5 – Fargo (1996)
“I wanna be in compliance.”
Inside, we are all Jerry Lundegaard – a put-upon putz who just wants a little respect. Luckily, most of us snap out of it before we concoct an absurd scheme to cheat our way there.
Arguably the ur-Coens movie – a crime debacle that puts all others to shame, mixing unpredictable violence, quotable lines, arguably condescending mise-en-scene (those car lot establishing shots!) and a melodramatic musical score that seems, at first, to not quite be in line with the story at hand. “Fargo” is hilarious, but also tragic, because the characters are so frighteningly believable. There's a title card declaring this to be a true story. Turns out that isn't the case, just another example of the Coens being tricksters, but I'll admit to falling for it during the first go-round.
4 - Inside Llewyn Davis (2013)
“I don't see a lot of money here.”
Whoa whoa whoa – should we be placing this brand spankin' new one so high on the list? Has it stood the test of time? Listen, in five years it may end up even higher – that's how good this one is.
And, strangely, it's a very different film for the Coens. There isn't a lot of the zippy, exaggerated dialogue. There aren't that many moments of tableaux, where the art direction is just so and characters manipulate the frame like perfectly aligned planets. They're there, though (it's a gorgeous film) but the scenes are more about getting us in the head of a specific individual and, at times, sacrifices gags for emotion. It's very much like “Barton Fink” with some of the beloved artifice stripped away.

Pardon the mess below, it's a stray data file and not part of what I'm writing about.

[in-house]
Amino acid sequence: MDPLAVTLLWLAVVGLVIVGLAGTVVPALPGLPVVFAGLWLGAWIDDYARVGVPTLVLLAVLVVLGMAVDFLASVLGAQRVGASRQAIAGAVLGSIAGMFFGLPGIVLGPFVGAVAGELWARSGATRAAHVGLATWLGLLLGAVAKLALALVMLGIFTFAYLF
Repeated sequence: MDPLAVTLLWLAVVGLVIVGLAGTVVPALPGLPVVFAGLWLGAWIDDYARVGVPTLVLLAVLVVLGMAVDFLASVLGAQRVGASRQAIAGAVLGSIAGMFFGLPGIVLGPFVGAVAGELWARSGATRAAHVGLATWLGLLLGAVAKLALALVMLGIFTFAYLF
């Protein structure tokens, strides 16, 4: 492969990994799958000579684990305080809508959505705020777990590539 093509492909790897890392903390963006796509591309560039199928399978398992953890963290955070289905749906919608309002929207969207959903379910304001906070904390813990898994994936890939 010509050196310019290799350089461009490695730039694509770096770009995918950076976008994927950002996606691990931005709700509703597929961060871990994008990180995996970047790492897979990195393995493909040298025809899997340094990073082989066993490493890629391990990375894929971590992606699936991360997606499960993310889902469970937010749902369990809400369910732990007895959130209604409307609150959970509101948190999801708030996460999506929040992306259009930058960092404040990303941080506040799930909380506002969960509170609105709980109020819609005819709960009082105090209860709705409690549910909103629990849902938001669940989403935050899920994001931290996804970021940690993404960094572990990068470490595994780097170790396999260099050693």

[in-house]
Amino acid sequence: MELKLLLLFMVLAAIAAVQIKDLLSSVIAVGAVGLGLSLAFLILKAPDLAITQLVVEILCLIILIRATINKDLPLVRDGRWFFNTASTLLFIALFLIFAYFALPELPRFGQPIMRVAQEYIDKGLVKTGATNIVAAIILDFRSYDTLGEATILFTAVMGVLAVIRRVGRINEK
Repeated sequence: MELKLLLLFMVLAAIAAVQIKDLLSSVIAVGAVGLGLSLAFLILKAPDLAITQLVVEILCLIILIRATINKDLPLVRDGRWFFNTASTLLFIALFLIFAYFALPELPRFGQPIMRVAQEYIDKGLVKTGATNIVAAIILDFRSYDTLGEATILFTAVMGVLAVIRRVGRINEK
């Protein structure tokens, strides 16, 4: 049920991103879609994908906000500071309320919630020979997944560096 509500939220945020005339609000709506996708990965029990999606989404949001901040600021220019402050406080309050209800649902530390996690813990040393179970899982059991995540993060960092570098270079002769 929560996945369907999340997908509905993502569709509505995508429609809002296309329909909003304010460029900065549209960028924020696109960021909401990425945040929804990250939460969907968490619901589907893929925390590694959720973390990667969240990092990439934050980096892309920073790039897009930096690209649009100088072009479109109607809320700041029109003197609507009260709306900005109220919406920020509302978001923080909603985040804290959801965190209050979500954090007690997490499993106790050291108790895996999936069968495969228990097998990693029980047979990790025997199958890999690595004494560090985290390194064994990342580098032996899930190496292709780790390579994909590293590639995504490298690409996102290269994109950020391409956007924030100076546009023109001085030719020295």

It also happens to be a topic very true to my heart. I spent quite some time enamored of the folk revival scene of the 1960s and I used to live down where this movie was shot. And, strangely, in my memory, it was always snowing. I even met Dave Van Ronk a few times – the guy Llewyn Davis is very, very, very loosely based on.
But my personal attachments aside, this is a gorgeous, melancholy and, dare I say it, important film. You can feel the warmth emanating from Akron as Davis zooms by in his freezing car. Everyone knows self-defeating behavior, everyone knows heartbreak, everyone knows what its like when the cat owned by the Columbia prof who lets you crash at his pad zips out into the hallway and the door locks behind you. All of us, even the ones who sing beautifully, spend some time going around in circles.
3 - Raising Arizona (1987)
“We ate sand!”
There were some that were hip enough to discover the Coens with “Blood Simple,” but for me it was the endless repetition of “Raising Arizona” on cable TV. I have a weird memory of it airing one night on both HBO and Cinemax, but one was a few minutes behind the other – so when there was a particularly funny bit (“See, there's something wrong with my semen!” always killed me) you could switch over and watch it again. These are the things we did back before we downloaded everything.